Thursday, February 3, 2011

Writers Debate "The Twilight Effect" - Post #3 for the Advocates

If this is your first visit, check out the introductory post for this debate, along with Post #1 and Post #2 for alternative views.

Disclaimer: In an effort to open honest dialogue, I’m allowing guest contributors to express their thoughts without interference or moderation. Therefore, the views and opinions expressed in this blog post do not necessarily represent my views and opinions. If you’re not sure, ask. I’ll tell you.

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Erica Smith writes:

Twilight is a wonderful novel mainly because of its unique setting, how the novel was concepted and the love triangle between the teenagers. The series itself is harmless. It is fantasy and is based on a dream the author had. However, real life, teenaged girls and their perspective on love may be affected by Stephenie Meyer’s series - or other series like hers.

After reading the books, I felt moved by the characters and their interaction with one another. I did not pay attention to the writing (grammar, syntax, spellings and such), but was concentrating on the aspects of “teen love” depicted. The potential for harm from this series or any series exploiting teen love is the subtle behaviors.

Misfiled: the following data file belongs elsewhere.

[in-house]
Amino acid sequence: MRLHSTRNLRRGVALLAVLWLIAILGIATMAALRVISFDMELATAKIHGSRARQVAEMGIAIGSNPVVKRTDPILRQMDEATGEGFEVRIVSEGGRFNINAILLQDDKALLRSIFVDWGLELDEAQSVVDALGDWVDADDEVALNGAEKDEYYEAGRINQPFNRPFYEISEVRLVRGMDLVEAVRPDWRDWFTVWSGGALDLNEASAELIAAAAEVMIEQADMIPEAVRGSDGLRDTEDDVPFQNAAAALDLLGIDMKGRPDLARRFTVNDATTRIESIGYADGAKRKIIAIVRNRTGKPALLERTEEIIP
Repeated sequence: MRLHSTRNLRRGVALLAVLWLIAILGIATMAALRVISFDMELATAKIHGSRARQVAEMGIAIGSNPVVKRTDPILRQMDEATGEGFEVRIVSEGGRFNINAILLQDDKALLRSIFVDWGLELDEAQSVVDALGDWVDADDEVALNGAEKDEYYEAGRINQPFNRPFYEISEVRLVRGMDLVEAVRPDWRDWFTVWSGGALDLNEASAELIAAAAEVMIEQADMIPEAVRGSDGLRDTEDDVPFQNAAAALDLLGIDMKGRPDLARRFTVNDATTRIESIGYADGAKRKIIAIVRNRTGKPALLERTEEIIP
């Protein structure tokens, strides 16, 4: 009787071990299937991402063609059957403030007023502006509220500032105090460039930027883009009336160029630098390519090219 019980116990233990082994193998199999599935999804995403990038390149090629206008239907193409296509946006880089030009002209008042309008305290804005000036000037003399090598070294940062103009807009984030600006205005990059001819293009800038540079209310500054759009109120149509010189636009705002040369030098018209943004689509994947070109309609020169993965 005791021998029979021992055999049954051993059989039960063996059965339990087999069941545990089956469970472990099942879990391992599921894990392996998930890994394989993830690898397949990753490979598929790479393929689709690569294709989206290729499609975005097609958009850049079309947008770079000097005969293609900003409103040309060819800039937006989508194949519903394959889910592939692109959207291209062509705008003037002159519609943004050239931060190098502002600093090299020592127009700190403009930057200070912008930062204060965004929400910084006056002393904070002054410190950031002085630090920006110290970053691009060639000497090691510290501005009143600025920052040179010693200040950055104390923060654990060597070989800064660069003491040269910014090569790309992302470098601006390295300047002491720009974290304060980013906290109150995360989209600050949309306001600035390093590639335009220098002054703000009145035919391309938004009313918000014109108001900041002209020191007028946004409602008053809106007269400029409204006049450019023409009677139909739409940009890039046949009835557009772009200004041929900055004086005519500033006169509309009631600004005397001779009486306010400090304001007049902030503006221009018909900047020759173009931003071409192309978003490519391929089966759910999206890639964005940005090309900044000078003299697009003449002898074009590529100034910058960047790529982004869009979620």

In Twilight, Bella Swan is so entranced by Edward that she ignores what may be good for her (i.e. school, Jacob, real friends, Mike Newton) you know, some degree of normalcy. In fact, author and assistant professor of Theology at Wheaton College says, “The romance in Twilight is all consuming…the books use words like obsessed or consumed to describe Bella’s feelings for Edward” (Jones, 2009, p. 20). \

Real teenagers do not have to choose between a vampire or a werewolf to fulfill sensual demands.

In the story, both males are monsters and the heroine(if I may call Bella that), must choose between the two evils. In actuality, youth do face these challenges. Many young people do not know who and what are good for them at such a young age. That is where the wisdom of parents comes in.

Read these books with your youth; ask them questions about the content. Young adult novels are great to get folks reading again and asking the hard questions. Visiting helpful websites to start a discussion like this one is another great place to begin.

Resources - Jones, B.F. (2009) Touched by a Vampire. Springs, CO: Multnomah

E.J. Smith

YOUR TURN:  What do you think? Comment here and come back tomorrow for the next contribution.


  1. I agree with so many of these points. I have been reading with interest, the backlash that the Twilight Saga seems to have provoked.